Illinois Approves Medical Marijuana Legislation, with a Few Tweaks

Illinois Approves Medical Marijuana Legislation, with a Few Tweaks

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After winning the race to be the 11th state to legalize marijuana, Illinois has a few months to go. Meanwhile, according to the Chicago Sun Times, Governor J.B. Pritzker approved legislation to establish medical marijuana’s permanency.

But in a sudden, fortunate twist for many patients, the final legislation contained further expansions. These will improve accessibility and provide more options for a broader range of patients.

Pritzker’s legislation took effect on August 9th, but he waited until Monday, August 12th to make the announcement.

 

Accessibility Expansions

 

When an individual wants to use a new medication, he or she naturally has to obtain a prescription. Marijuana is no different.

Initially, getting a cannabis prescription would require a visit to the doctor. However, Gov. Pritzker’s law now expands that authority to other medical professionals:

 

“…nurse practitioners and physician’s assistants can now certify prospective patients for the program, as opposed to only doctors.

Pritzker signed another bill Monday that allows school nurses or administrators to give cannabis products to students who are registered medical patients and lets students medicate under the supervision of those officials. When the measure takes effect at the start of next year, students will also be permitted to use cannabis before or after school and during school-sponsored activities.”

 

Not only does this shorten the waiting time to see a medical specialist, but it also allows youth use their medication as prescribed, without school rules stifling their rights.

To further facilitate accessibility, the law also allows medical recipients to grow up to five plants at home. Recreational users, however, are not allowed to do so.

 

Expanded Qualifying Conditions

 

Another change is Pritzker’s expansion of the qualifying conditions for medical marijuana. The Chicago Sun Times reports:

 

“The measure, which took effect Friday, gives access to Illinoisans diagnosed with chronic pain, anorexia nervosa, irritable bowel syndrome, migraines, osteoarthritis, anorexia nervosa, Ehlers-Danlos syndrome, Neuro-Behcet’s autoimmune disease, neuropathy, polycystic kidney disease and superior canal dehiscence syndrome.”

 

To call this expansion “dramatic” is an understatement. The sheer number of new conditions is commendable. Now, patients suffering from these conditions can explore additional options if conventional treatment is insufficient.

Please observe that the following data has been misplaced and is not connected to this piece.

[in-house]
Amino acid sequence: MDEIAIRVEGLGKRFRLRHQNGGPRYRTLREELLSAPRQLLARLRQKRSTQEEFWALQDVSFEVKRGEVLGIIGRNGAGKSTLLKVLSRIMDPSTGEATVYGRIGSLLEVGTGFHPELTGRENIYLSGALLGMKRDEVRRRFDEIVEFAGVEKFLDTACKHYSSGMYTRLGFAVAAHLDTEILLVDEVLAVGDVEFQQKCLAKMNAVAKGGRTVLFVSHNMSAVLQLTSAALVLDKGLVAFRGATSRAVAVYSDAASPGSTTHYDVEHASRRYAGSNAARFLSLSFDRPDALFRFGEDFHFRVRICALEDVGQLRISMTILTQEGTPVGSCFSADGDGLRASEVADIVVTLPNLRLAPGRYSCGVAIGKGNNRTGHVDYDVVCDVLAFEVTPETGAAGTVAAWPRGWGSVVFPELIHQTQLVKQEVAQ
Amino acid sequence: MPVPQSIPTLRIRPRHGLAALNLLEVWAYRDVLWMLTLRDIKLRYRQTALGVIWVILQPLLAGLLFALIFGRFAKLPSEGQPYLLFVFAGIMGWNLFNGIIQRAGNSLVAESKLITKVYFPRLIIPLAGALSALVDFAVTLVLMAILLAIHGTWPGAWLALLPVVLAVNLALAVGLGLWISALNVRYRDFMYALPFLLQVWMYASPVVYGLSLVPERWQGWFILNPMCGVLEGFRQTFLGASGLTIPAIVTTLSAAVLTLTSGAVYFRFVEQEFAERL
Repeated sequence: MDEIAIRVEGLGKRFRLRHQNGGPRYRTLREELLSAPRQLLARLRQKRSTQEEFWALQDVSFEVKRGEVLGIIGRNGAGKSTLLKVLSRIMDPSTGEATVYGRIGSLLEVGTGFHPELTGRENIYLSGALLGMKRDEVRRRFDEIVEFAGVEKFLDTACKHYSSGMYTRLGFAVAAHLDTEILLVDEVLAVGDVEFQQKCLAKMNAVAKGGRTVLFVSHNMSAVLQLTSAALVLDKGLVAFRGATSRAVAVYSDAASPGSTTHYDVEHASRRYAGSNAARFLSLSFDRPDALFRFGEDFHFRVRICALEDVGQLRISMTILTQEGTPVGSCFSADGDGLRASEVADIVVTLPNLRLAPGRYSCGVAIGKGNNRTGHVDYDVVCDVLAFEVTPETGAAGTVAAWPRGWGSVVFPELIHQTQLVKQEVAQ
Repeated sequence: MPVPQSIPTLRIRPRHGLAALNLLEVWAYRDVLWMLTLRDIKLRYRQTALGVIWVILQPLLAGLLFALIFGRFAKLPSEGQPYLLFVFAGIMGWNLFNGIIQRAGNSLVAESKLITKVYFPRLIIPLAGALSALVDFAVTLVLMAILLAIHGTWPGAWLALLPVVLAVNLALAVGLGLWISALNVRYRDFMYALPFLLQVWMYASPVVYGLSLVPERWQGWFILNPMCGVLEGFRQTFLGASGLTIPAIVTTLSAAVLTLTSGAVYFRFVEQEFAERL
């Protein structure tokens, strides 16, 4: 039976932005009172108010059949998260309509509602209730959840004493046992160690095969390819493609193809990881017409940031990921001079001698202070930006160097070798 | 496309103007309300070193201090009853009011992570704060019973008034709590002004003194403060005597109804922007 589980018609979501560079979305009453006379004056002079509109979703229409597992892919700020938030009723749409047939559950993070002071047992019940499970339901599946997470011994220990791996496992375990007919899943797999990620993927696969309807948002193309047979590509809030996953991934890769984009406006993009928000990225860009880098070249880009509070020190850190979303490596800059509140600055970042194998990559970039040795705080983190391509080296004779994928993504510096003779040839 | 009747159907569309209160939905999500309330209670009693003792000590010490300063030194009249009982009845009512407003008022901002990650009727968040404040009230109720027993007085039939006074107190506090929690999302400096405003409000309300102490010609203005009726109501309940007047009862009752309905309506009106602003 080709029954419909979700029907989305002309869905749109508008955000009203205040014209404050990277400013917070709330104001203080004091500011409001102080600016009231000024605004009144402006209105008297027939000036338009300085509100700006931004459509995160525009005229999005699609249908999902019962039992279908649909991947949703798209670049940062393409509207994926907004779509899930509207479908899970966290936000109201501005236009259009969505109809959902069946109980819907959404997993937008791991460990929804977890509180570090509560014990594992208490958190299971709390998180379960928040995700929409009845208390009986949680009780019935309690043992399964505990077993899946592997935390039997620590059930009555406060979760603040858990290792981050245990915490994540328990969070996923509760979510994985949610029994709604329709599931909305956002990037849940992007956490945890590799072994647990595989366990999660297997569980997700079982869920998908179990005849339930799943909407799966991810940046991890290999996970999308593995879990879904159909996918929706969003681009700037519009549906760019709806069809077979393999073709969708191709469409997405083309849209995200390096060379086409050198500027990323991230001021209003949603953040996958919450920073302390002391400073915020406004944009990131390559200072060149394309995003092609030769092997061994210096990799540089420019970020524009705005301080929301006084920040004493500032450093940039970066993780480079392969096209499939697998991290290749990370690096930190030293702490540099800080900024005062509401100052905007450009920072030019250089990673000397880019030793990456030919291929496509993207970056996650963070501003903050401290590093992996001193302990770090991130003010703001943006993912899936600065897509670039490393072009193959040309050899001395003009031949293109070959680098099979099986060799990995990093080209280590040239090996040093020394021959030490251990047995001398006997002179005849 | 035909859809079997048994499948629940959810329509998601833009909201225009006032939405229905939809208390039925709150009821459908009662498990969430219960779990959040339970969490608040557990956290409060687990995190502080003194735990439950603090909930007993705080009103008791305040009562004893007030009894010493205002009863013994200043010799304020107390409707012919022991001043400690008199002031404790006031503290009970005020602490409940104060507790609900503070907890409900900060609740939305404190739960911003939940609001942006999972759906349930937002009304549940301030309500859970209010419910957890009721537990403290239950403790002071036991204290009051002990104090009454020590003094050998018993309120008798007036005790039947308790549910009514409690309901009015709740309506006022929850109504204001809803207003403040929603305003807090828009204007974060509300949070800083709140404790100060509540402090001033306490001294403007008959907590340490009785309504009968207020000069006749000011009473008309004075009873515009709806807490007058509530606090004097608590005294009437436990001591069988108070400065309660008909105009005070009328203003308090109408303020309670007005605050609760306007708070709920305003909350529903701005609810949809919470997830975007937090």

Interest in “Equity”

 

Pritzker explained during his announcement that his reasons for making these reforms is for the sake of fairness. He wants to ensure that eligible people can access and consume marijuana when they need to, rather than around the restrictions of outdated laws.

The governor says how the new law:

 

“…brings our medical cannabis program in line with my administration’s vision for equity and it makes adjustments for the lessons that we’ve learned since its inception. As we continue to reform state government so that it better serves its families, we must do so in a way that advances dignity, empathy, opportunity and grace.”

 

Potential Complications

 

Although welcome news, the Chicago Sun Times highlights some concerns. One issue is that historically, recreational legalization took a bite out of medical sales:

 

“Despite the new considerations, the number of medical patients in Illinois could take a hit when recreational sales come online. That’s been the trend in the 10 states that already allow recreational pot sales, some of which have lost more than half their medical patients in a matter of years…”

 

The publication reminds us, however, that it is in a person’s best interests to stay in the medical market. Obtaining the drug will be cheaper for medical users, while Pritzker’s upcoming recreational law states that dispensaries must give priority to serving medical recipients, in case of a shortage.

There is also the advantage of home growth, which recreational users will not be able to do.

 

WeedAdvisor’s Support for Medical Marijuana Expansion

 

Illinois truly took a massive leap forward with its new law. A broader number of patients and faster accessibility means better overall public health.

However, this also leads to more market growth, with an increasing need for distribution and sales. WeedAdvisor offers an array of business solutions to meet the increasing needs of dispensaries and licensed producers.

From POS and reward programs to inventory tracking, compliance reports and real-time data generation, our products and services offer efficiency, accuracy and protection.

 

 

 

 

 

 

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